Re: the Treasury Inflation-Protected Securities, our proxy, the iShares ETF traded to $115.09 a week ago and is now at $113.93, down 26 cents on the day and off 1% since the top-tick on April 7.
We continue to think it is a double play on a stagnating economy and (expected) rising core PCE, and have done so since February, but the last couple days have not covered us with glory.
Inflation pressures in the US at the consumer level decreased in March, as food and utility gas prices declined, missing economists’ forecasts by a wide margin.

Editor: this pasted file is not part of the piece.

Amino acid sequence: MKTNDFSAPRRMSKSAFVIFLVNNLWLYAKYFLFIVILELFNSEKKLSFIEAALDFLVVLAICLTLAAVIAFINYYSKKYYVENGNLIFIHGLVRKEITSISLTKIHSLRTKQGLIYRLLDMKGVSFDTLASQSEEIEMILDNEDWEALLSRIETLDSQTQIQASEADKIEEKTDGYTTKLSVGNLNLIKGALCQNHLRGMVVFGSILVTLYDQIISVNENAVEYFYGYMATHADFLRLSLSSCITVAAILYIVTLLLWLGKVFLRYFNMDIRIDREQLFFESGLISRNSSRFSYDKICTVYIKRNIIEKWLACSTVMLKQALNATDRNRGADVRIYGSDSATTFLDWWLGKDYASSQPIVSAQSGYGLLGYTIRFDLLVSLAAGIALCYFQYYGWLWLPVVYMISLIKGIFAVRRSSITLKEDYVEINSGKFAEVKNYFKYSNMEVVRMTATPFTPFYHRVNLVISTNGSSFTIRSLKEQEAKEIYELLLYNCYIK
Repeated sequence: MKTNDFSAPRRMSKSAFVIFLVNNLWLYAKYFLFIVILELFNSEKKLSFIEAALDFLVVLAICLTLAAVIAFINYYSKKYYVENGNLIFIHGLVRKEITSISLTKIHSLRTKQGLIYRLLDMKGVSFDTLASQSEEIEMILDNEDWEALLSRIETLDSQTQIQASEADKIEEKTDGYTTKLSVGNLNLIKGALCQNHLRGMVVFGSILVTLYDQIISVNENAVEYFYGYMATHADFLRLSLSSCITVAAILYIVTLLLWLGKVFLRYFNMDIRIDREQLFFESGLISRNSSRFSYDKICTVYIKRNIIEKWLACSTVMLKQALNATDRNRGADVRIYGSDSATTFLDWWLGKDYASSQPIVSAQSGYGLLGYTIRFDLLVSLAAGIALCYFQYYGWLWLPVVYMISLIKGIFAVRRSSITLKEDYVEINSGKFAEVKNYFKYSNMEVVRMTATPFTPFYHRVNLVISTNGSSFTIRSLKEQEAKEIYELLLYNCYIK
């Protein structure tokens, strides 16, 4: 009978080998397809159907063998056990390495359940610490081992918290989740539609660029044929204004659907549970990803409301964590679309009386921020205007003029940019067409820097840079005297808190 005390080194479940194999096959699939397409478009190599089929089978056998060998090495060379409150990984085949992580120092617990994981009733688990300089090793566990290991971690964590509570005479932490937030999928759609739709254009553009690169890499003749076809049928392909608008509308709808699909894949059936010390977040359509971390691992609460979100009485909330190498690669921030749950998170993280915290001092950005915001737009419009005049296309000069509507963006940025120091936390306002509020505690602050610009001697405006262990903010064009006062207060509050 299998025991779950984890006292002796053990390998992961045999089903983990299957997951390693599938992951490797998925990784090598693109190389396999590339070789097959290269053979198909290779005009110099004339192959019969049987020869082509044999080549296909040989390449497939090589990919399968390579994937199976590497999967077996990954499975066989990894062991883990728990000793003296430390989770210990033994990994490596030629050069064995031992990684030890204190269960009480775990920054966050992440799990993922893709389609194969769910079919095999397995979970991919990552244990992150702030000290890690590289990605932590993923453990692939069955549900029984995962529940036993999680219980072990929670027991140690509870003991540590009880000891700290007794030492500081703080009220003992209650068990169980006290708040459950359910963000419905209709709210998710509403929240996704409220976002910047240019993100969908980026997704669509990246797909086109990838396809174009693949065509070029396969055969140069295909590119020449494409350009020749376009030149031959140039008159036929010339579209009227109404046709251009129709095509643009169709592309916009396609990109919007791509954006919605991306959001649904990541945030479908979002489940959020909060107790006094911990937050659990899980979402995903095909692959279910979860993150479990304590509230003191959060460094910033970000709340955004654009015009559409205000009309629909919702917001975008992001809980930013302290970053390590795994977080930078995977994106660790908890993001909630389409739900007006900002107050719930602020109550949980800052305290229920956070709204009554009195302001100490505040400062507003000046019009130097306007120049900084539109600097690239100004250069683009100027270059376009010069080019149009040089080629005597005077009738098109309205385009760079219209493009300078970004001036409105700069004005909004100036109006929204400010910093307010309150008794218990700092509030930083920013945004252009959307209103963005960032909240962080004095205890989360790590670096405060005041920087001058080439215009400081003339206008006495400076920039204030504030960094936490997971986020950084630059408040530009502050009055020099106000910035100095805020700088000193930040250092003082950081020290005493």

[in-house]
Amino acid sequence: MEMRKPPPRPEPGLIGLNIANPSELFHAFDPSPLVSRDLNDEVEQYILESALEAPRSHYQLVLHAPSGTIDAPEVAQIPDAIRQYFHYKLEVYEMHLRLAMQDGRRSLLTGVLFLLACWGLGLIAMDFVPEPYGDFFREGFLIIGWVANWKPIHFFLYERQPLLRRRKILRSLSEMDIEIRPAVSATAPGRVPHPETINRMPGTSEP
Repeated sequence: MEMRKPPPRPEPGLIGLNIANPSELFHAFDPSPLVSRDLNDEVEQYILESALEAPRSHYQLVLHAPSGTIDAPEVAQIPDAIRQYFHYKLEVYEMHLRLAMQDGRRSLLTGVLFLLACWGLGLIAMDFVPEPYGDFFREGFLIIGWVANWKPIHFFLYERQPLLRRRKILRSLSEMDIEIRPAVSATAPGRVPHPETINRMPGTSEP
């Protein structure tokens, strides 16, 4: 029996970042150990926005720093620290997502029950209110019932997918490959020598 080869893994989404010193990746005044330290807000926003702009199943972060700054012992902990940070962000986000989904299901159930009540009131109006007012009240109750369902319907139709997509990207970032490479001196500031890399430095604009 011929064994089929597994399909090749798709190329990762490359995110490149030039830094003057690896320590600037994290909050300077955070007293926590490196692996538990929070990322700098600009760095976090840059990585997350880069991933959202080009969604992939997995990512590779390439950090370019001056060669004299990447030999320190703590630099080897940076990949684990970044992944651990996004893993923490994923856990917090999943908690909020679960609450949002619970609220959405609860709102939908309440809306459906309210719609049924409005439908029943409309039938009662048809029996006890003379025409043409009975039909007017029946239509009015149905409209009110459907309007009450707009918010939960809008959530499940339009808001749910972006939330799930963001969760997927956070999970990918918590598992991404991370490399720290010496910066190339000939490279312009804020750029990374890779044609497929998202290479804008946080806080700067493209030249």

Apparel and used cars and truck prices were also sharply lower, with both falling by 0.6%.
Energy prices on the other hand bounced back 0.9% after dropping 6.0% in February. However, the largest increase was seen in the price of medical care services.
Together with large rises in the cost of shelter and transportation services they drove the headline consumer price index higher by 0.1% month-on-month, although versus a year ago was only 0.9% higher, according to the Bureau of Labor Statistics.
Economists had forecast CPI would advance by 1.2% year-on-year.
BLS revised its estimate for February’s rate of price increases down by one tenth of a percentage point to 1.0% year-on-year.
‘Core’ CPI, which excludes the more volatile components such as food and energy, edged higher by 0.1% month-on-month (consensus: 0.2%).
A drop 1.8% month-on-month drop in the prices for lodging was the main factor driving the annual rate of core CPI down from 2.3% to 2.2%....MORE